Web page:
LANSING - The Michigan Supreme Court campaign moves into its final four weeks with candidates who are well financed and political parties that are fully engaged.
The six major-party nominees have collectively raised $2.26 million, so far.
Incumbent Justice Brian Zahra, a Republican nominee who was appointed to his seat in January 2011, is the top fundraiser, so far, with $624,952. Justice Zahra had a campaign balance of $529,784, as of September 28th. He is facing the electorate for the first time as a justice, running for a two-year term in office to complete the term of former Justice Maura Corrigan.
Incumbent Justice Stephen Markman, another Republican nominee, is the second-leading fundraiser with $562,547. Justice Markman, who is facing the electorate for the third time as a justice, had a fund balance of $480,194.
University of Michigan law professor and Democratic nominee, Bridget Mary McCormack, ranks third in funds raised and cash on hand. She has raised $413,056 and had $236,971 on hand on September 29th.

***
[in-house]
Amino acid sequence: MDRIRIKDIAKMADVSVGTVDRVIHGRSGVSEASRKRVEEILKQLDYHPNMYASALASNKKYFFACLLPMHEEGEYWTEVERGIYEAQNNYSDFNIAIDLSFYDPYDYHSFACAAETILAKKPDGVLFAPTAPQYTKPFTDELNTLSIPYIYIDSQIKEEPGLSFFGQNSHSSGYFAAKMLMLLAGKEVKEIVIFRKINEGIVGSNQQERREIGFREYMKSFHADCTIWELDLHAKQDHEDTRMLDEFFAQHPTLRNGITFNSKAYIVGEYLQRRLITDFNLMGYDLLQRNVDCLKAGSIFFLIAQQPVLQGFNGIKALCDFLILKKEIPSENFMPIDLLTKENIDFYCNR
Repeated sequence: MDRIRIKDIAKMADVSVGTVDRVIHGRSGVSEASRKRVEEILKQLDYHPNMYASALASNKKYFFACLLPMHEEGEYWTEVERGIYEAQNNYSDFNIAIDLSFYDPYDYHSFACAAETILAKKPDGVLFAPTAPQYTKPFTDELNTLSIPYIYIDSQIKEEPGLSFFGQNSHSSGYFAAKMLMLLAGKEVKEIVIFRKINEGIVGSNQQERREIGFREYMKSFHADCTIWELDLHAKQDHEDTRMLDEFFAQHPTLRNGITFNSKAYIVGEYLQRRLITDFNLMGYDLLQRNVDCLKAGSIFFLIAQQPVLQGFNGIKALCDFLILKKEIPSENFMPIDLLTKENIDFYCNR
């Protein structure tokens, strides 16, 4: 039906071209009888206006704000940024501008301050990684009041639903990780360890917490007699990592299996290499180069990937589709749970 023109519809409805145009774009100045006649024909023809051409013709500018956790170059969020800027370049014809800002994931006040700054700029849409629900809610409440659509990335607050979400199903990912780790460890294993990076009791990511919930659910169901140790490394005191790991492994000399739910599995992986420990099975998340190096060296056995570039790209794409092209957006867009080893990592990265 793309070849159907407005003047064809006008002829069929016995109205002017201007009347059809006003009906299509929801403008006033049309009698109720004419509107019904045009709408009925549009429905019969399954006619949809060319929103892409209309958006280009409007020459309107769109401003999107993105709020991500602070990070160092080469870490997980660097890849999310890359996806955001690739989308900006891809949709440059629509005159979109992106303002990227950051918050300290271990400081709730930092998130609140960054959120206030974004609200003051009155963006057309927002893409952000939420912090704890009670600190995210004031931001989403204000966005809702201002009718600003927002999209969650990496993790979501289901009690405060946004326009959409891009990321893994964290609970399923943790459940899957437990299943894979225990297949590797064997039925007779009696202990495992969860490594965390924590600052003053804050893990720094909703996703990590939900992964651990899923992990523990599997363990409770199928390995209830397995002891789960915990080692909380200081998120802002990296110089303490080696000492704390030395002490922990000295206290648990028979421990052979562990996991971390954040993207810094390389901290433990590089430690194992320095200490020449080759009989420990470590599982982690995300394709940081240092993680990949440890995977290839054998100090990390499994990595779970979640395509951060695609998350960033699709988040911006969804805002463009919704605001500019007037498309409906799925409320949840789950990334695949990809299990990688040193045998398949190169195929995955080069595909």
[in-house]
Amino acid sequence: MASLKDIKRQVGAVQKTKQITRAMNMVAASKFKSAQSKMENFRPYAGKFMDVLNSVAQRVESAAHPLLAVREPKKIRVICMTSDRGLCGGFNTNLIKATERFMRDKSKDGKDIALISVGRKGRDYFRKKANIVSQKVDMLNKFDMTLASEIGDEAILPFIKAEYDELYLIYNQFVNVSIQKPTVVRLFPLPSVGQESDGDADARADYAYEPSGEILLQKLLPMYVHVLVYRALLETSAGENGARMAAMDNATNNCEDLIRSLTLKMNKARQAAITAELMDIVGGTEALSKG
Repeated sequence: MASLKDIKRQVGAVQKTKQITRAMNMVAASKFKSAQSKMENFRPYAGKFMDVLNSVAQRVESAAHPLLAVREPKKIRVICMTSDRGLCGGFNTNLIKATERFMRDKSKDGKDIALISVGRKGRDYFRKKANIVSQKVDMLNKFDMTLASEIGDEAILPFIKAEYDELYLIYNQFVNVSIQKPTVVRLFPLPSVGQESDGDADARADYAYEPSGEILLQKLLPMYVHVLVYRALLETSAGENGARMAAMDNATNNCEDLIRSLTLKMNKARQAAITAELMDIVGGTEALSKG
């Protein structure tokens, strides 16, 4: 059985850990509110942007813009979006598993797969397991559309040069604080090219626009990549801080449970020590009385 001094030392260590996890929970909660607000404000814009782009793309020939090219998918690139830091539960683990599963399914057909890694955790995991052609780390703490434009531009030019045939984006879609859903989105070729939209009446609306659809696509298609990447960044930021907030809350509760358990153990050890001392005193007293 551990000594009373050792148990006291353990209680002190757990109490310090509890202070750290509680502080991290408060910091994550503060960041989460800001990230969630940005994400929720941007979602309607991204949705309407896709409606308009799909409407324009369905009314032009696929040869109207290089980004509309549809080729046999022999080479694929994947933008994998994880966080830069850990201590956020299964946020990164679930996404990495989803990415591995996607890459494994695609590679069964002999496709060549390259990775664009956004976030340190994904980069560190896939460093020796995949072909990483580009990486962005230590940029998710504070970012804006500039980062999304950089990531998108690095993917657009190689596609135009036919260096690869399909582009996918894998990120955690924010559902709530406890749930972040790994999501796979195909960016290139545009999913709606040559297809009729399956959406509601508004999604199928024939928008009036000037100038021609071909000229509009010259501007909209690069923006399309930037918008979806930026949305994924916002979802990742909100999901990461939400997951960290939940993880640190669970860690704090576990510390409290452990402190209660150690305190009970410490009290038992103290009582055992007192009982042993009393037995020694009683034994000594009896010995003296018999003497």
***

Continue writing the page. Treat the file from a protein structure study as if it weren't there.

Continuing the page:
Oakland County Circuit Court Judge Colleen O'Brien, the third Republican nominee, ranks fourth in funds raised and cash on hand. She has raised $271,103 and has $158,358 on hand.
Wayne County Circuit Judge Connie Kelley, a Democratic nominee, has raised $246,082 and has $132,442 on hand.
Oakland County District Court Judge Shelia Johnson, the third Democratic nominee, has raised $142,645 and she had $90,886 on hand. Judge Johnson is slotted to run against Justice Zahra for the two-year term.
A review of the public files of state broadcasters and cable systems by the Michigan Campaign Finance Network shows that the Michigan Democratic Party has already spent $1.5 million for candidate-focused television "issue" advertising in the Detroit, Grand Rapids, Flint/Tri-cities and Traverse City media markets. The Democratic Party will begin advertising this week in Lansing and Marquette and it has money in place for advertising in all six media markets straight through until Election Day.
The Michigan Republican Party is just beginning its television campaign this week and it, too, will be advertising statewide until Election Day.
"Michigan has become known nationally for our highly expensive Supreme Court campaigns," said Rich Robinson of the nonpartisan Michigan Campaign Finance Network. "It appears as though we'll be seeing another big-money race this year.